Creating relevant email campaigns is an ongoing struggle for marketers.
Every customer is on a journey, and marketers guide them toward their destination. This shouldn’t be taken lightly as it has serious consequences for the bottom line - and staying relevant is key to creating successful customer journeys.
Ideally, marketing messages should be highly personalized, but this is a complex process for many reasons including:
- Segments are difficult to maintain
- Many modern ESPs aren’t built to deliver a 1:1 experience that leverages your data
- Most retailers have a large file of inactive subscribers - it can be difficult to personalize with such little transaction signal
- Large number of stakeholders involved in the process
Marketers, however, can take simple steps to embrace more advanced strategies when the time comes, and increase the effectiveness of their campaigns in the short term.
If you're a marketer, you can do three things to support your team in thinking and acting in ways that work with increasingly advanced marketing tools and strategies.
1. Ask your customers what they want from the relationship.
Customer-retailer interactions are like any relationship - both sides want to be heard. Customers want products that will benefit them, and you want to make money.
Often, we think of marketing as a one-way street. It's easier for marketers to communicate with customers than the opposite. But it’s essential to listen to your customers.
Marketers sometimes assume what customers want, or try to direct customers’ desires to products that they would never purchase in-person, simply because vendors require that their product is placed front-and-center.
This puts strain on the relationship and your access to a customer. It can cause channels to be cut off; customers may unsubscribe, unfollow, or worst of all, mark you as spam.
By reaching out to customers and learning what they want - and what they could do without - you enhance the effectiveness of your marketing efforts. Increasing the relevance of your campaigns keeps communication channels open and makes customers more receptive to your messages.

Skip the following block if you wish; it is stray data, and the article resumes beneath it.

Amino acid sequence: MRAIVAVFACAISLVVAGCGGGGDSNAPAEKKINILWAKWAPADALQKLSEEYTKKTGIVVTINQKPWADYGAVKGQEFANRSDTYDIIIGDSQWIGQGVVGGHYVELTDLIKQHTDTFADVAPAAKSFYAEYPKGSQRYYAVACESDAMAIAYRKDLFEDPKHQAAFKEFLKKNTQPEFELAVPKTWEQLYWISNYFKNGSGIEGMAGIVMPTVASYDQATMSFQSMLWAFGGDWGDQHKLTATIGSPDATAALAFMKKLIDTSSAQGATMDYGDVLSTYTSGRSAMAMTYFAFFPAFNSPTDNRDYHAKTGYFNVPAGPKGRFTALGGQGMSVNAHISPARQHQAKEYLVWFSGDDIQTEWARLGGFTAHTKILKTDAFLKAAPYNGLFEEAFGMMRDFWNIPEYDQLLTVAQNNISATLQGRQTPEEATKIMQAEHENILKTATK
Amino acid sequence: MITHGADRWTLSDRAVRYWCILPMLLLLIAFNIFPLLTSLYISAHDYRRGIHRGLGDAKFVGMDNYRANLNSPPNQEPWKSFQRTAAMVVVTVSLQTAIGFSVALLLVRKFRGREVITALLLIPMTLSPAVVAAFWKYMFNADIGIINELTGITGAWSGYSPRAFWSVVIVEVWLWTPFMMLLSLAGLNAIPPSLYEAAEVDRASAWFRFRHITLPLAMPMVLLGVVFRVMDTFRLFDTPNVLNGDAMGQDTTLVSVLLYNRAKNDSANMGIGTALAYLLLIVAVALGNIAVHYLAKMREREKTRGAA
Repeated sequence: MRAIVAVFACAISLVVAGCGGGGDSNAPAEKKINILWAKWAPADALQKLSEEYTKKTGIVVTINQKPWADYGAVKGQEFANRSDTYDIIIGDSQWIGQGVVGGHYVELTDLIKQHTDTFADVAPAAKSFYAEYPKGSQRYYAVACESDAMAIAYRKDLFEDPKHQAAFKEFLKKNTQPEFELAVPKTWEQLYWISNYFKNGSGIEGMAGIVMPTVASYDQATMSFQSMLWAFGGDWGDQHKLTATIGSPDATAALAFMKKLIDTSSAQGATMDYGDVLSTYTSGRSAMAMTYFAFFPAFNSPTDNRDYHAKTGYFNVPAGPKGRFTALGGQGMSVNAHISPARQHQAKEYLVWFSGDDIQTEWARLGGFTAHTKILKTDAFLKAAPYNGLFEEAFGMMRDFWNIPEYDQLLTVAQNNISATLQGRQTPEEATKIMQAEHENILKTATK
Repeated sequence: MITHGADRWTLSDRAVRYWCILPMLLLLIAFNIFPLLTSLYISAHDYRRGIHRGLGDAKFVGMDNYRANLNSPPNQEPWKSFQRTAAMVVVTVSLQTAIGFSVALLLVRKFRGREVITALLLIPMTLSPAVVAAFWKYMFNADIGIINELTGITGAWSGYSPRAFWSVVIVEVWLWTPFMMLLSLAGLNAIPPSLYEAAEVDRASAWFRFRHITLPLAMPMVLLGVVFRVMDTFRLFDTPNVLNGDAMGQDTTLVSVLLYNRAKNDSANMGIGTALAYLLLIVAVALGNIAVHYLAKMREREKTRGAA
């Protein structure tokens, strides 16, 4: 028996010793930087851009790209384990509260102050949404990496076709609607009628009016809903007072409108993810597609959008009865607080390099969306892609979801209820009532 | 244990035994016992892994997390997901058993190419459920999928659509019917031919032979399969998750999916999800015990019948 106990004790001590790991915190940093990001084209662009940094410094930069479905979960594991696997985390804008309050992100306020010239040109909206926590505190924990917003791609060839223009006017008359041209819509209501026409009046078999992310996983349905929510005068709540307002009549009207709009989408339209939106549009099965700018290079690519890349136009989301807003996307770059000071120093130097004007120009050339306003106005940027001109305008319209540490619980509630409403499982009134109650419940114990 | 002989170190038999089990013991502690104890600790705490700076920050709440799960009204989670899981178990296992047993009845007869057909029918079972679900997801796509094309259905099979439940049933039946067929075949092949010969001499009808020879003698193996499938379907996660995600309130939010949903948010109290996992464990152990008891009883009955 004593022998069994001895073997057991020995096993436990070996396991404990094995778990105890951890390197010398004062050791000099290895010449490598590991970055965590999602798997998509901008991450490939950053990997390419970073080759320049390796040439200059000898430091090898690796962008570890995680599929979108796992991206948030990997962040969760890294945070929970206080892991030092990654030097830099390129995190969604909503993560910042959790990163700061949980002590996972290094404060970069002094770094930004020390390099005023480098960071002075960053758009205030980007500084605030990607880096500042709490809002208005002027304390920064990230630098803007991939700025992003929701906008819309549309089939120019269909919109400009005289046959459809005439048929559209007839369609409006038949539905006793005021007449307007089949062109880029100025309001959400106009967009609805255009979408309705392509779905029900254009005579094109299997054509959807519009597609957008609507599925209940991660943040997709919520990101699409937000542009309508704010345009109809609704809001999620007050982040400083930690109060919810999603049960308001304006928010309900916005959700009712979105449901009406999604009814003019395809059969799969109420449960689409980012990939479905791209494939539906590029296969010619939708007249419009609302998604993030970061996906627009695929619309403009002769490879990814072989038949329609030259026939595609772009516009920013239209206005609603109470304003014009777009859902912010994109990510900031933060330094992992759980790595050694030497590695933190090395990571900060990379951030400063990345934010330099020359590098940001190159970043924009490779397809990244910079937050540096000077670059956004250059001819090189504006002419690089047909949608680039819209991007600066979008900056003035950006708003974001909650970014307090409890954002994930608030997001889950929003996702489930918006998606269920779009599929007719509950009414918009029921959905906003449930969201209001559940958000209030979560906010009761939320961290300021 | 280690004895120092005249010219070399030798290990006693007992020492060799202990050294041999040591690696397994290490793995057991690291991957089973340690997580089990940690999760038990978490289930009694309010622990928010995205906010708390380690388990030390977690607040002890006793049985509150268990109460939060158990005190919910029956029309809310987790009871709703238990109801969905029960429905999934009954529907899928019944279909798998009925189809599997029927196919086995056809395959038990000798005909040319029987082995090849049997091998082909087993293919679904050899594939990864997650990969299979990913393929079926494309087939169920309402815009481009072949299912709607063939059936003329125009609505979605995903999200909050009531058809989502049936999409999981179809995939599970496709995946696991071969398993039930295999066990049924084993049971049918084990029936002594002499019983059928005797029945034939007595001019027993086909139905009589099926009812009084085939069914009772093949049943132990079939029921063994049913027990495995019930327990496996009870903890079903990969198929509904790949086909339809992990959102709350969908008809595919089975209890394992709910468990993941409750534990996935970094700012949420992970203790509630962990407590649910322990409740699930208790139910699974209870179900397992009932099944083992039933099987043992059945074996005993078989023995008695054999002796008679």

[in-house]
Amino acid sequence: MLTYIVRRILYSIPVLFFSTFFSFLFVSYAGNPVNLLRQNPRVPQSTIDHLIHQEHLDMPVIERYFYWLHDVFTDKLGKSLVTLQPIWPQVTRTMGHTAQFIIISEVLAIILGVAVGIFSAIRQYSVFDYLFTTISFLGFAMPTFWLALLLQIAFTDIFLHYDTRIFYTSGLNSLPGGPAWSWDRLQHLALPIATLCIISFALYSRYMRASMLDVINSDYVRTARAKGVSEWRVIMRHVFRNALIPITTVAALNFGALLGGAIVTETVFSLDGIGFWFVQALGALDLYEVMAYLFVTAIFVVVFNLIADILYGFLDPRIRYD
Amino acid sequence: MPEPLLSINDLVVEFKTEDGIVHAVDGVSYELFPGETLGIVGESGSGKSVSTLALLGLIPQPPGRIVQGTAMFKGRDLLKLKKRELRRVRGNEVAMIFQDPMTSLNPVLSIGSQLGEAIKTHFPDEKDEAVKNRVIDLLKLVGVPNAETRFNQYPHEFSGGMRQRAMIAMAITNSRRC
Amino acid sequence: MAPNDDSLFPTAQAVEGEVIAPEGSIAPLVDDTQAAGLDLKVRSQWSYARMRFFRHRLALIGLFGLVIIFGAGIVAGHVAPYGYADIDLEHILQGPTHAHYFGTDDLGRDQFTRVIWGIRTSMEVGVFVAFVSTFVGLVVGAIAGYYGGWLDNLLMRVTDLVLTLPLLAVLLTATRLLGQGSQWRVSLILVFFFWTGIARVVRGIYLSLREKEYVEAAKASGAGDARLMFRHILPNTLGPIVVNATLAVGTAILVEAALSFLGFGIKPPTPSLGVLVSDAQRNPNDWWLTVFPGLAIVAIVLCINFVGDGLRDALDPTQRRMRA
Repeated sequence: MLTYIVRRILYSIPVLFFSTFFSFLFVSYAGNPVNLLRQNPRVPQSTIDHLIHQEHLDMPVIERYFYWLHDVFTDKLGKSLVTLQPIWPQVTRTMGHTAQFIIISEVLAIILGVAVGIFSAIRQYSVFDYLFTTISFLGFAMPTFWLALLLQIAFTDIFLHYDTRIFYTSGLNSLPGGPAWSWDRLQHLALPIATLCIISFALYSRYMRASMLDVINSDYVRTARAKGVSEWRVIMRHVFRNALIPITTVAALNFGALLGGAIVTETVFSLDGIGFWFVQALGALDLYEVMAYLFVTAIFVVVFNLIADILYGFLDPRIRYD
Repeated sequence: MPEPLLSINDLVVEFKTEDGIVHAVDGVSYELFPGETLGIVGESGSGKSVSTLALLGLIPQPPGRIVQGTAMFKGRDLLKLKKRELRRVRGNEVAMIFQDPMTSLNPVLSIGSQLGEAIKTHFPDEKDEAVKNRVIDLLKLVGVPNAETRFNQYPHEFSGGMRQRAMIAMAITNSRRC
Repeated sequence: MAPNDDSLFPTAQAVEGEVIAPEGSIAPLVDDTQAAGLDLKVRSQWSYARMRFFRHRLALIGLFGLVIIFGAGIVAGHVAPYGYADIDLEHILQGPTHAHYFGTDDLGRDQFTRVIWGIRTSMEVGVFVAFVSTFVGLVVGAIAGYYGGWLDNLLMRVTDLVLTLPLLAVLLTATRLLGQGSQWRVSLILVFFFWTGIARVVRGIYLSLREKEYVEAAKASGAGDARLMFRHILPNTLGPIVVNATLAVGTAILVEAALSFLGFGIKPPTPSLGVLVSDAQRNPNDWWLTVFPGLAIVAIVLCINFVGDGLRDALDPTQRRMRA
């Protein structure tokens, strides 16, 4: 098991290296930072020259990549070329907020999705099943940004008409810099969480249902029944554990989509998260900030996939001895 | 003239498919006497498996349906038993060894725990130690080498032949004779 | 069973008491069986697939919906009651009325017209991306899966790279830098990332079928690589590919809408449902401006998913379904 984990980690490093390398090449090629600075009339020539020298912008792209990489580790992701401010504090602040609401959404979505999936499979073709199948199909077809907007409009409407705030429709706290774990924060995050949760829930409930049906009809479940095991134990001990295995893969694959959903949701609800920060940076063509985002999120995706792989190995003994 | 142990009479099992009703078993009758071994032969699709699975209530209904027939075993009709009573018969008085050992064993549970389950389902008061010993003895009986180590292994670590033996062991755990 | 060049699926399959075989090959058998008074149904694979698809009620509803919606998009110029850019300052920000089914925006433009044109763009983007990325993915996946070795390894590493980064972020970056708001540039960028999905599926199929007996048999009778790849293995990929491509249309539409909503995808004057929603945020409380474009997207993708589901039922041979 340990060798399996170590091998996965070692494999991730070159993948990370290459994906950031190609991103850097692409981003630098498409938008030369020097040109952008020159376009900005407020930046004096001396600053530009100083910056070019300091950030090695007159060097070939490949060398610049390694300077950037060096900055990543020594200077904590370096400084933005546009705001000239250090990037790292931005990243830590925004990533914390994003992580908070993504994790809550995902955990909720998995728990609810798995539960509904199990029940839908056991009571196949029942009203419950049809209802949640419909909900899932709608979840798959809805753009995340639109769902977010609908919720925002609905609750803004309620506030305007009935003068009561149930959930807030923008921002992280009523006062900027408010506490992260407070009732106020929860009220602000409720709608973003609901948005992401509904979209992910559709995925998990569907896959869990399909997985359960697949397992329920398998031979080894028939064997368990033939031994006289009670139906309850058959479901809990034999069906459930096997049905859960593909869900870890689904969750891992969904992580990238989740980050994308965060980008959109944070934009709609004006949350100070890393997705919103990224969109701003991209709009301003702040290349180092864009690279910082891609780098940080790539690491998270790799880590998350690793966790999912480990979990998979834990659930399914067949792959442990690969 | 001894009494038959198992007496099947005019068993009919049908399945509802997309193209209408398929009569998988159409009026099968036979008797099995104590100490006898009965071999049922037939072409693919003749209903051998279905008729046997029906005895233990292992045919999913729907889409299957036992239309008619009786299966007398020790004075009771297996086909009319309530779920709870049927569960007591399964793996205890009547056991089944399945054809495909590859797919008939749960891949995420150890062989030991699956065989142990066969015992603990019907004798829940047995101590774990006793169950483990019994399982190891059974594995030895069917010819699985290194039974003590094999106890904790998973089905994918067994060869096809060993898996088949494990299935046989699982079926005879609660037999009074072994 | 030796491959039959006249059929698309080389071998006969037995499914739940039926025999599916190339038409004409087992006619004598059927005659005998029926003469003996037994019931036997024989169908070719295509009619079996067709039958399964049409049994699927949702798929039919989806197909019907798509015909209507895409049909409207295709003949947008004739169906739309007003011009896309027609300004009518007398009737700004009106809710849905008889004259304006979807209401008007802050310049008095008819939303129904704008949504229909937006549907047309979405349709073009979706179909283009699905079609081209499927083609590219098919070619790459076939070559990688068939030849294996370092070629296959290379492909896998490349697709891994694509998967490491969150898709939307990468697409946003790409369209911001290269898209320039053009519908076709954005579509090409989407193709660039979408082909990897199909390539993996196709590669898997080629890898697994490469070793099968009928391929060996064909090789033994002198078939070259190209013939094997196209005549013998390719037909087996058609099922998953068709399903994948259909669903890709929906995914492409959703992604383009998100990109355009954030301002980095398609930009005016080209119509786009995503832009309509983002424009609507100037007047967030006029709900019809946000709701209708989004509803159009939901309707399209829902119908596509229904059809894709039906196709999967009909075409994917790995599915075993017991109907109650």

Activate your customers so they help you to help them.
2. Use available data to drive smart product recommendations.
One way to make your marketing campaigns more relevant is to make use of the data that customers freely share with you.
But it has to be done intelligently. Many brands err by recommending the same product to a customer repeatedly, after they have already made a purchase.
And frankly, companies like that should know better.
A better way to help your customers and get them to purchase more is to think of your digital marketing efforts like an in-store personal shopper service.
It should make recommendations that complement the previous purchases, or try to strategically encourage customers to venture outside their comfort zone to try new things.
It takes some nuance, but can get previously disengaged customers to make more and bigger purchases.
3. Create a “content diet” tailored to each customer’s needs and desires.
A helpful way to look at digital marketing efforts is to see marketers as nutritionists who create diets for customers to make them a better version of themselves.
As a marketer, you want to feed your customers content that will get them to make purchases today and cultivate loyal long-time customers.
One brand that does a great job is L.L. Bean. It not only sells fly fishing equipment, but enhances the experience by helping customers learn how to fish better by offering courses, trips, and tours.
It’s difficult to get “unstuck” from brands that provide a holistic experience. There’s always something new that the brand can offer to build brand affinity.
And this comes through in their marketing content. L.L. Bean lets people know that it sells more than just equipment. It sells an experience and a lifestyle.
Retailers that differentiate themselves through proper branding and a holistic strategy to prioritize relevant marketing have a leg up on other brands. They can be a helpful guide to customers on a journey and are viewed in a positive light as a result.
Remember, in the customer journey, there are two possible destinations: disengagement or brand enthusiasm. What you send them can determine where they end up, which is inextricably tied to the bottom line of your business.
What are you doing to ensure that your campaigns are sending customers in the right direction?